Rhythm games haven’t been in the mainstream in the west since the early days of Rock Band series. The stagnant nature of the genre doesn’t leave enough room for innovation to keep western audiences invested enough to keep spending money on the very similar jaunt of timed button presses time and time again, and when western games try something new with the established genre, like with Guitar Hero Live, they fail anyway.
And while it seems that the genre will never hit the mainstream in the west again, rhythm games still have a mainstream appeal in the east, specifically with Japan. The bite sized, condensed nature of playing one of these games is perfect for playing for just a few minutes and putting them down in short bursts is perfect for the busy nature of eastern culture. While new games are constantly being developed in Japan for arcades and otherwise, the niche and cult status of rhythm games in the west nowadays has publishers hesitant to bring them stateside.
However, one of the very few localization efforts for these video games is with the SEGA published Project Diva series. The reason for SEGA’s efforts in localizing the video game exploits of the virtual pop idol Miku Hatsune is large in part of the popularity of Vocaloids in themselves rather than the demand for rhythm game play.
It’s apparent that the Diva games aren’t on par with titans like Beatmania or even the freeware PC game Stepmania, but that doesn’t mean there isn’t a solid effort put in place to make the Vocaloid games good, rather than glorified dress-up doll cash-ins. It’s a solid enough series to simply bring fans of rhythm games in on the game’s own merits, and that’s reason enough to play them alone.
Recently, SEGA released a three-song demo for the latest entry in the series, Hatsune Miku Project Diva X, and I’ve spent a bit of time exploring it and all the new it brings to the table for the series.
The rhythm game in itself remains largely the same as the previous entry, F 2nd, with the standard added gimmick, this time being “rush notes.” The notes allow you to mash any button to gain as much voltage as possible before they disappear. The notes function similarly to the free jam sections of Rock Band songs with less telegraphing on when they’ll end, which can lead to some infuriating mistakes.
The difficulty seems to be stepped up a bit from the F series too. The demo locks you to normal difficulty, but for the three songs you get (Satisfaction and Lots of Laugh being three star and Raspberry Monster being four star) they seemed much more challenging than previous entries given the star rating, which is a promising sign with how easy F and F 2nd were.
The biggest changes with X seem to be in its outfits and accessories. Instead of going to the store to buy outfits for your Vocaloids, you win them from a skitter box system. Instead of chance times triggering stage flair when passed, passing a chance time event triggers a transformation sequence where your Vocaloid becomes a new “module.” Modules are the equivalent to previous game’s outfits, but with a catch. Instead of just adding visual flair, each one has a theme and a buff. Buffs can include voltage increases and higher chances of getting new modules from chance times. Modules are awarded like random drops, and it has a very RPG-like feel to it to further replayability.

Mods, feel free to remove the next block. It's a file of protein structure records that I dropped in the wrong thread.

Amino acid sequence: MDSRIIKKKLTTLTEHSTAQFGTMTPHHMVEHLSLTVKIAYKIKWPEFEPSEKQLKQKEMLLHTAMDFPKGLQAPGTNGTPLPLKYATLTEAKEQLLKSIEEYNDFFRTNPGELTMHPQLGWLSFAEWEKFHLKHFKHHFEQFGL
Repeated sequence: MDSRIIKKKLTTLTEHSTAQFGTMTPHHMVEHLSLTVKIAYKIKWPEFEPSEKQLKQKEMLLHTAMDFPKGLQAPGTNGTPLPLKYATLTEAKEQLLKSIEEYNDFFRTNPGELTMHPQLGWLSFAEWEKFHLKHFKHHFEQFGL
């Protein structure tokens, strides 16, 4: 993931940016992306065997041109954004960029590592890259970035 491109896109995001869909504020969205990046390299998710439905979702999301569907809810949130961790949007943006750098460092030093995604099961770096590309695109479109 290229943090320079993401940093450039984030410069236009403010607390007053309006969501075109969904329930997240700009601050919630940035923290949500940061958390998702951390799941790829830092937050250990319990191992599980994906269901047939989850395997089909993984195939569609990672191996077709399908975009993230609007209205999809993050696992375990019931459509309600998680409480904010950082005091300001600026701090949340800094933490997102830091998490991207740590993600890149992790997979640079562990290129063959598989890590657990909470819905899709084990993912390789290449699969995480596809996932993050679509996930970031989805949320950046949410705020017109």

The module’s theme corresponds with the different event clouds. There are six clouds, but only three are featured in the demo; Standard, cute, and cool. Coordinate your module theme with the cloud you preform in and gain aura, which boosts the amount of voltage you gain by a percentage.
There’s a lot of modules too. I’ve unlocked nine in the demo alone, which is three times as many as the F demo offered. It’s yet to be seen if there will really be three times as many outfits as previous entries, but if there are it will really knock customization out of the park.
The score system got a huge makeover as well, ditching grades for voltage. To pass a song you have to reach a certain voltage number, and how much voltage you get determines how many, and how good, your accessory and item drops at the end of the song will be, which are also rewarded randomly like loot drops in an RPG.
The demo doesn’t make it clear whether or not a shop will be included, but I personally am a huge fan of the new system. It encourages replay in a more engaging way than grinding for money to buy everything in a shop.
New loot and score systems aren’t the only thing showcased in the demo, it also flaunts a new “festival” feature. This is by far the coolest thing the demo has to offer. The mode allows you to play a concert in a concert hall, complete with cheering glowstick wielding fans, consisting of three time edited songs that transition nearly seamlessly with three technical zones and one chance time. You can coordinate modules and accessories for each song and earn new modules (seemingly) festival themed.
Taking earlier games and slightly improving upon and tweaking them is the tried and true formula for Diva sequels, and if the demo is any indication, Diva X seems to go above and beyond the call of duty and shows real promise to not just be the best Diva game to date, but to be a fantastic rhythm game in and of itself, and I can’t wait until the 30th to get my hands on the full release.